Are there any ways to use stack (not heap) when handling a sequence of elements whose length is determined at runtime (not compilation time)?


I’m writing a JSON parser ( ) which uses many Vectors to handle sequences of elements (sequences of byte of a JSON record).

The length of these sequences is determined at runtime (not at compilation time), so for now, I use Vectors to handle these sequences.

However, a Vector uses heap and that makes an application slower than using stack. So, I would like to use other solutions which use stack if possible.

Are there any ways to use stack when handling a sequence of elements whose length is determined at runtime? Or, do I have to use Vectors in that case?



You may want to consider “small vector” optimization. It is implemented by smallvec crate. Here is its description:

“Small vector” optimization for Rust: store up to a small number of items on the stack


Another possible strategy is to stick with heap allocation, but try to reuse the allocations that you make instead of throwing them away and starting over from scratch. There are many variations on this theme, depending on your requirements, but one recurring notion is that whenever feasible, you need to stop handing over owned heap storage (e.g. vectors) to your clients, and instead only let them borrow slices of data for the duration of their processing tasks.

The reason for this is that as soon as you’ve “given away” a heap data block, getting it back is more complicated. You basically need some garbage collection mechanism which tracks whenever the block is not used by the client anymore, and gives it back to you so that you can use it again. It’s feasible (e.g. using a modified Rc/Arc which puts back unused Vecs on a garbage stack), but if you can do without that complexity, it’s obviously better for performance and code clarity alike :slight_smile:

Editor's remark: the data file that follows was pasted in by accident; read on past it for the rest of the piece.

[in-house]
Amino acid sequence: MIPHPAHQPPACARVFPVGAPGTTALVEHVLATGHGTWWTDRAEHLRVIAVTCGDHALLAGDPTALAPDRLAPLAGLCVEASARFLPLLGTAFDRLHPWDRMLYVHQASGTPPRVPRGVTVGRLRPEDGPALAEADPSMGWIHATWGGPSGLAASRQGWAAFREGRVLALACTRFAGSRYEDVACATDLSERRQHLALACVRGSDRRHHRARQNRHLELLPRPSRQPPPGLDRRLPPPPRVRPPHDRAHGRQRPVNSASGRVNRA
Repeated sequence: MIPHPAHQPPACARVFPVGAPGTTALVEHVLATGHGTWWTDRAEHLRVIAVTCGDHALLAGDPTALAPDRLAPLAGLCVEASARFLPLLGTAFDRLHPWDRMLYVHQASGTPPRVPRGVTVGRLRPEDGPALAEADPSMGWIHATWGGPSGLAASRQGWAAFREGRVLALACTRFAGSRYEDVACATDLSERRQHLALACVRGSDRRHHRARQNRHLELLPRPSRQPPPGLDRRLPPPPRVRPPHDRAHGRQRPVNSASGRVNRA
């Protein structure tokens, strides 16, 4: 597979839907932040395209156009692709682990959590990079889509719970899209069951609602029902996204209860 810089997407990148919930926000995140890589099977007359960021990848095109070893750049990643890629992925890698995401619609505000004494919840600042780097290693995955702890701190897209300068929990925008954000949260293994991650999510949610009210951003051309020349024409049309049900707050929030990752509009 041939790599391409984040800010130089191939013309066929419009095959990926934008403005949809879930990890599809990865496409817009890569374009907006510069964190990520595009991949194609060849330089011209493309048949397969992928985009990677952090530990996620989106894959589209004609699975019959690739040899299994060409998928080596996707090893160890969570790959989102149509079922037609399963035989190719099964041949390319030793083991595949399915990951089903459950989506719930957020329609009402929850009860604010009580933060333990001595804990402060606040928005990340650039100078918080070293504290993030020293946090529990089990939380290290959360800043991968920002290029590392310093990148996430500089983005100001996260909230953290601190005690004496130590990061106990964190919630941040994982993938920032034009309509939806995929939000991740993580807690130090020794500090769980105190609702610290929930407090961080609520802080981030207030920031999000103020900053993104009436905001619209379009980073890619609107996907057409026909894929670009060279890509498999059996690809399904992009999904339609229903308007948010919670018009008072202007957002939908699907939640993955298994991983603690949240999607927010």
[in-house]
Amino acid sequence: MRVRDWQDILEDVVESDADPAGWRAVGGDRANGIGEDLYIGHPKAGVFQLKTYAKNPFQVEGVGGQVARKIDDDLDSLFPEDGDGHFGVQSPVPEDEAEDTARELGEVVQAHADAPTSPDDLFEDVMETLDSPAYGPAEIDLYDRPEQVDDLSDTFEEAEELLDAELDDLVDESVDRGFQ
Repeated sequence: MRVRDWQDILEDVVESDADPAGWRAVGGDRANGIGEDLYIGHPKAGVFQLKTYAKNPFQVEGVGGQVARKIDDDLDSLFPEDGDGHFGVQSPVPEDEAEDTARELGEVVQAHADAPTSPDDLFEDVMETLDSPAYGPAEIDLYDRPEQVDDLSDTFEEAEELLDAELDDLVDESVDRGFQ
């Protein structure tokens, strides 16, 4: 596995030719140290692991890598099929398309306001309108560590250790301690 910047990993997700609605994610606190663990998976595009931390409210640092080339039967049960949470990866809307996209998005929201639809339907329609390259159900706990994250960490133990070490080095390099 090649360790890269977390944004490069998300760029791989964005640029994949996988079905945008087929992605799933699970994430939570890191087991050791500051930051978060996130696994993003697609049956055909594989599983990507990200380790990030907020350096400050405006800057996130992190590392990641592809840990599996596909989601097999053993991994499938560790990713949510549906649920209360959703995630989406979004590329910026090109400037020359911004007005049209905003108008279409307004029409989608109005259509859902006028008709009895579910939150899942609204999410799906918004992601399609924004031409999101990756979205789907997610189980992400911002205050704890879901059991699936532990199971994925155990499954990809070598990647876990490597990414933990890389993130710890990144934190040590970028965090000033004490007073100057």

For “streaming” use cases where you send vectors to clients one after the other (and the client never holds more than one vector of data at once), one thing which you can do is to have a single vector, keep clearing and re-filling it whenever new data comes in, and hand over the slice of its current contents to the client. Since clearing does not reclaim storage, the vector will eventually reach an asymptotic capacity and stop reallocating. For the last few % of performance, you can take note of what the typical asymptotic capacity is on a representative input dataset and allocate your vector with that capacity right from the start.


Thanks. I’ll check smallvec.


Thanks for your suggestion. I applied the strategy you suggested ( ) and that improved my JSON parser’s performance!


Along the lines of smallvec, there’s also an arrayvec crate which implements a vector-like interface but backed by an array on the stack. This is more limited in that you must define a length up front and if you go over that length it’ll error instead of reallocating to a larger buffer.